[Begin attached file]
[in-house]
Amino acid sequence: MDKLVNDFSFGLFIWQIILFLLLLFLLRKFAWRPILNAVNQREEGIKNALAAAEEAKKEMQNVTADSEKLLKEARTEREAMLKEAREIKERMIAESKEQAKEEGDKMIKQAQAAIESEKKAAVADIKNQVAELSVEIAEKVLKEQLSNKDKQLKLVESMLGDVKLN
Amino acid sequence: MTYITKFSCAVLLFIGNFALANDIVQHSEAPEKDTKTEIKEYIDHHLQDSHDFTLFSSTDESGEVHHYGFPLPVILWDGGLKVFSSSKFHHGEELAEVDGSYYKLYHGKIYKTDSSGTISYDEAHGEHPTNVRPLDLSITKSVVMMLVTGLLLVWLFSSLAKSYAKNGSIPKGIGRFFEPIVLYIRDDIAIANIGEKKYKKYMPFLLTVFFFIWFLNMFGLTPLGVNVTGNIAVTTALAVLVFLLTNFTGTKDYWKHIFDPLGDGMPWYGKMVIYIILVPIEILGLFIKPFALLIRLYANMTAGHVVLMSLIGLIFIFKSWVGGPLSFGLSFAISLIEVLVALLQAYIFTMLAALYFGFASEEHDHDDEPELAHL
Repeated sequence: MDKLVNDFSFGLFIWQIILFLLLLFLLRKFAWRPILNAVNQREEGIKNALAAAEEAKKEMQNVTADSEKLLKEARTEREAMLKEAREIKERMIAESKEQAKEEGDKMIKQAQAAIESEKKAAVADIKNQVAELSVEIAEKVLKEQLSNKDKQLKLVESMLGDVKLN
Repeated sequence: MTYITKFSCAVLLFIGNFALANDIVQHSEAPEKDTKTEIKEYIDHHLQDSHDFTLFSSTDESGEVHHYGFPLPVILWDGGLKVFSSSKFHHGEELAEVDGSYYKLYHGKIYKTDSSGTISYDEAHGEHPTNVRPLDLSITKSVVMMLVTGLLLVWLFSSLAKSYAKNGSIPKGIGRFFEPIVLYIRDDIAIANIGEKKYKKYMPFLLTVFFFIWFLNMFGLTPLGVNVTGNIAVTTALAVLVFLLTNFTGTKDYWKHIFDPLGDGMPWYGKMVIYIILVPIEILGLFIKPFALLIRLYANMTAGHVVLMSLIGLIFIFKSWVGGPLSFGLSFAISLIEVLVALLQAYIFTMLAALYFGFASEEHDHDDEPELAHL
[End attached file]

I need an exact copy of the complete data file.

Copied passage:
[in-house]
Amino acid sequence: MDKLVNDFSFGLFIWQIILFLLLLFLLRKFAWRPILNAVNQREEGIKNALAAAEEAKKEMQNVTADSEKLLKEARTEREAMLKEAREIKERMIAESKEQAKEEGDKMIKQAQAAIESEKKAAVADIKNQVAELSVEIAEKVLKEQLSNKDKQLKLVESMLGDVKLN
Amino acid sequence: MTYITKFSCAVLLFIGNFALANDIVQHSEAPEKDTKTEIKEYIDHHLQDSHDFTLFSSTDESGEVHHYGFPLPVILWDGGLKVFSSSKFHHGEELAEVDGSYYKLYHGKIYKTDSSGTISYDEAHGEHPTNVRPLDLSITKSVVMMLVTGLLLVWLFSSLAKSYAKNGSIPKGIGRFFEPIVLYIRDDIAIANIGEKKYKKYMPFLLTVFFFIWFLNMFGLTPLGVNVTGNIAVTTALAVLVFLLTNFTGTKDYWKHIFDPLGDGMPWYGKMVIYIILVPIEILGLFIKPFALLIRLYANMTAGHVVLMSLIGLIFIFKSWVGGPLSFGLSFAISLIEVLVALLQAYIFTMLAALYFGFASEEHDHDDEPELAHL
Repeated sequence: MDKLVNDFSFGLFIWQIILFLLLLFLLRKFAWRPILNAVNQREEGIKNALAAAEEAKKEMQNVTADSEKLLKEARTEREAMLKEAREIKERMIAESKEQAKEEGDKMIKQAQAAIESEKKAAVADIKNQVAELSVEIAEKVLKEQLSNKDKQLKLVESMLGDVKLN
Repeated sequence: MTYITKFSCAVLLFIGNFALANDIVQHSEAPEKDTKTEIKEYIDHHLQDSHDFTLFSSTDESGEVHHYGFPLPVILWDGGLKVFSSSKFHHGEELAEVDGSYYKLYHGKIYKTDSSGTISYDEAHGEHPTNVRPLDLSITKSVVMMLVTGLLLVWLFSSLAKSYAKNGSIPKGIGRFFEPIVLYIRDDIAIANIGEKKYKKYMPFLLTVFFFIWFLNMFGLTPLGVNVTGNIAVTTALAVLVFLLTNFTGTKDYWKHIFDPLGDGMPWYGKMVIYIILVPIEILGLFIKPFALLIRLYANMTAGHVVLMSLIGLIFIFKSWVGGPLSFGLSFAISLIEVLVALLQAYIFTMLAALYFGFASEEHDHDDEPELAHL